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Thursday round-up

Amy Howe analyzes yesterday’s argument in Monasky v. Taglieri, which involves the application to an infant of the “habitual residence” provision of an international child-abduction convention, for this blog, in a post that first appeared at Howe on the Court. At Bloomberg Law, Heather Saltz reports that the justices “struggled during oral argument with the standard for deciding under the Hague Convention what country should be able to determine where an infant in the middle of a custody battle should reside.”

For The New York Times, Adam Liptak reports that during yesterday’s second argument, in McKinney v. Arizona, the court “struggled to decide what kind of new sentencing an Arizona death row inmate was entitled to after a federal appeals court ruled that the trial judge who had condemned him to death failed to take account of evidence of abuse the inmate had endured as a child.” Richard Wolf reports for USA Today that “[a]fter an hour’s debate in court, it appeared possible the justices could rule McKinney deserves a new trial court sentencing to assess mitigating factors such as his childhood abuse, but not before a jury.” At Crime & Consequences, Kent Scheidegger argues that “an essential issue in the case was barely mentioned” during the argument.

Yesterday the justices ruled unanimously in Peter v. NantKwest that the Patent and Trademark Office cannot recover the salaries of its legal personnel in a district-court proceeding contesting the denial of a patent. Ronald Mann analyzes the opinion for this blog. This blog’s analysis of Tuesday’s opinion – the first of the term — in Rotkiske v. Klemm, in which the justices ruled that the one-year statute of limitations in the Fair Debt Collection Practices Act generally begins to run when the alleged violation occurs, not when it is discovered, comes from Danielle D’Onfro.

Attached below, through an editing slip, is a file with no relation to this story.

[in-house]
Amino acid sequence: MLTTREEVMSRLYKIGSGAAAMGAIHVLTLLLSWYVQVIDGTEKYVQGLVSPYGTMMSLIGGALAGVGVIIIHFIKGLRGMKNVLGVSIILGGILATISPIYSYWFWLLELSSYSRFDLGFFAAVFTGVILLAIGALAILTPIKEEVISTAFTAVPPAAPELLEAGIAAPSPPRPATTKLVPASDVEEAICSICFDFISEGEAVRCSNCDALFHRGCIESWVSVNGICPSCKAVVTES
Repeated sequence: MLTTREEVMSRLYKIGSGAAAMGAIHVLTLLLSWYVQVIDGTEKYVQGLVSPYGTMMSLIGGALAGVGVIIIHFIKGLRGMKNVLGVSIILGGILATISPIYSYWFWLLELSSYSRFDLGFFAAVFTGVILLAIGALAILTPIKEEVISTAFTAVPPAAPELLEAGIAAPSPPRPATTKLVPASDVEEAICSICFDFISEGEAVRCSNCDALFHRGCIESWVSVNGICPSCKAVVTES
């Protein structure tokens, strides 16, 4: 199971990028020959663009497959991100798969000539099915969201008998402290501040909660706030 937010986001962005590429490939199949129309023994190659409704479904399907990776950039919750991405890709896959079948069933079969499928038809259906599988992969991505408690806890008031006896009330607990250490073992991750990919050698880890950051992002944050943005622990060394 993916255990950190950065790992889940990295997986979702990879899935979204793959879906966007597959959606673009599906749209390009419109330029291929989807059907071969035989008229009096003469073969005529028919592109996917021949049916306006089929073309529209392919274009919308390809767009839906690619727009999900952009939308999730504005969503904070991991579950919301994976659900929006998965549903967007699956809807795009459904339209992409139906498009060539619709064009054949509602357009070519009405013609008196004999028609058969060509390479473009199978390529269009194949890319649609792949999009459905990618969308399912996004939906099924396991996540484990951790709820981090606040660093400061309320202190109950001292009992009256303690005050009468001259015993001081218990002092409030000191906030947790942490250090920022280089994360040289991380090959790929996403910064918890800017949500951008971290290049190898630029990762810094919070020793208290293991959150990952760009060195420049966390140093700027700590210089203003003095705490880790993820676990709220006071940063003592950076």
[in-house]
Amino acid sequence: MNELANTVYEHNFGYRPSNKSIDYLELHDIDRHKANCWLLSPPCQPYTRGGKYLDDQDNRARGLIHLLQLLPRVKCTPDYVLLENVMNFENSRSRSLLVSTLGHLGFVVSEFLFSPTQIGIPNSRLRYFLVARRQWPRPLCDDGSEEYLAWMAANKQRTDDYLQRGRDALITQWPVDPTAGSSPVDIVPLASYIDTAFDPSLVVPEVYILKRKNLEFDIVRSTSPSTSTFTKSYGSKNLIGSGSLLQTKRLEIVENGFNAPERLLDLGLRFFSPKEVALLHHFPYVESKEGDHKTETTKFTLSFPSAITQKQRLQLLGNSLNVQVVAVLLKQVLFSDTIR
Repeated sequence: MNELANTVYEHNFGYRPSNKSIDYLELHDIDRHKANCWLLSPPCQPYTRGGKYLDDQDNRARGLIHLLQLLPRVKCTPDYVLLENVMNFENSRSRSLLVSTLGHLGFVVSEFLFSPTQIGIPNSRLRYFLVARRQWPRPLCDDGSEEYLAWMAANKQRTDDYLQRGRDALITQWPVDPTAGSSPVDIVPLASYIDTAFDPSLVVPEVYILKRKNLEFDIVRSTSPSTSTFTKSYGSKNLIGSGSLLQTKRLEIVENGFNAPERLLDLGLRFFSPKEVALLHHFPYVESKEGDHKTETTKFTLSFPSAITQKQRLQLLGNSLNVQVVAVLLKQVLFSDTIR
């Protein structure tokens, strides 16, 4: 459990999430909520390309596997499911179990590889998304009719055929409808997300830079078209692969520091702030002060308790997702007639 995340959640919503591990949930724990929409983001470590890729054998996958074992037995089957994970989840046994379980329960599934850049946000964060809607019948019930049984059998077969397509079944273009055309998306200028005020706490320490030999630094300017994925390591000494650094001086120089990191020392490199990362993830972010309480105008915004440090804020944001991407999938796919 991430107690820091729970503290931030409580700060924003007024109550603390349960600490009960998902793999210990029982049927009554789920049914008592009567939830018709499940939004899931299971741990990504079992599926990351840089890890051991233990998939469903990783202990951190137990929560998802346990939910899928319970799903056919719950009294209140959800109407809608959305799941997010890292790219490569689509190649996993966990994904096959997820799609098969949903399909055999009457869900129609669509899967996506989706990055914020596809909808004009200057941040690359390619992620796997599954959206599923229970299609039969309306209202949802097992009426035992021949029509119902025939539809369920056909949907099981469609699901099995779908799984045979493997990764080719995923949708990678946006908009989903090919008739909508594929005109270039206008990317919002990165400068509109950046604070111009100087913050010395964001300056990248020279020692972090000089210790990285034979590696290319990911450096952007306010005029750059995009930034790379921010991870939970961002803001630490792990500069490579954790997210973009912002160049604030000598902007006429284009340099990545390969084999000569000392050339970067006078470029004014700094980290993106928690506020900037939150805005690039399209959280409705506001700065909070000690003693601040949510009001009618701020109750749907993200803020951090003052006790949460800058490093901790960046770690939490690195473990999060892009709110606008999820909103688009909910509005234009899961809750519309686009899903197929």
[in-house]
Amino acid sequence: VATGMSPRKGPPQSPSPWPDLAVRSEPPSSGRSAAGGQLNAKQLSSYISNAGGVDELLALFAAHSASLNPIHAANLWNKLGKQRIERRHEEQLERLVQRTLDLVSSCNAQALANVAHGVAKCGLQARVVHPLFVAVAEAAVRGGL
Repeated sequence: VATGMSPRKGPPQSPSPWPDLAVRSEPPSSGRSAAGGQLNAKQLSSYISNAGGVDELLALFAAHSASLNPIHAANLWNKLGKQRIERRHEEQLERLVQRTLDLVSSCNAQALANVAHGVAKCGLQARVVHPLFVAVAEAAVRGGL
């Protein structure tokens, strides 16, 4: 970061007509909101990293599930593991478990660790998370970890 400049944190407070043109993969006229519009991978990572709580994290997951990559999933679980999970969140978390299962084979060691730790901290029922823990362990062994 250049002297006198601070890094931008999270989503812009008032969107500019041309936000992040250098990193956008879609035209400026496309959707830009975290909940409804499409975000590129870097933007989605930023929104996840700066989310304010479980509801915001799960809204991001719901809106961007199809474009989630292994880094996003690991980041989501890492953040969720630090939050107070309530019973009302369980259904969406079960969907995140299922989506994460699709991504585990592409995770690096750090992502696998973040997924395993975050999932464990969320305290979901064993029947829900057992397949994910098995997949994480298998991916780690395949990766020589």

• At ReligiousLiberty.TV, Michael Peabody notes that “[t]he Solicitor General … has recommended that the United States Supreme Court agree to consider [Patterson v. Walgreen Co.,] a Sabbath accommodation case involving a Seventh-day Adventist.”
  • This blog’s analysis of Tuesday’s argument in Holguin-Hernandez v. United States, in which the court will decide whether a criminal defendant must formally object to his sentence to preserve an objection to the length of the sentence on appeal, comes from Rory Little.
  • At Newsmax, Travis Korson warns that if the Supreme Court rules in favor of Google” in Google v. Oracle America, a dispute over the copyright status of application programming interfaces, “[t]he safeguards protecting digital information could be dismantled, threatening to undermine the very provisions that made America so economically strong.” [Disclosure: Goldstein & Russell, P.C., whose attorneys contribute to this blog in various capacities, is among the counsel to the petitioner in this case.]
  • At Stanford Law School’s CIS blog, Stephen Wm. Smith weighs in on the pending cert petition in Ackles v. United States, arguing that the lower court erred by engaging in “an unduly expansive reading of the Stored Communications Act to authorize real time cell phone tracking.”
  • In the latest episode of Strict Scrutiny (podcast), Jaime Santos, Kate Shaw and Melissa Murray “break down the DACA argument and speak with Luis Cortes, who worked on the DACA case and is a DACA recipient himself.”

We rely on our readers to send us links for our round-up. If you have or know of a recent (published in the last two or three days) article, post, podcast or op-ed relating to the Supreme Court that you’d like us to consider for inclusion in the round-up, please send it to roundup [at] Thank you!

Recommended Citation: Edith Roberts, Thursday round-up, SCOTUSblog (Dec. 12, 2019, 6:54 AM),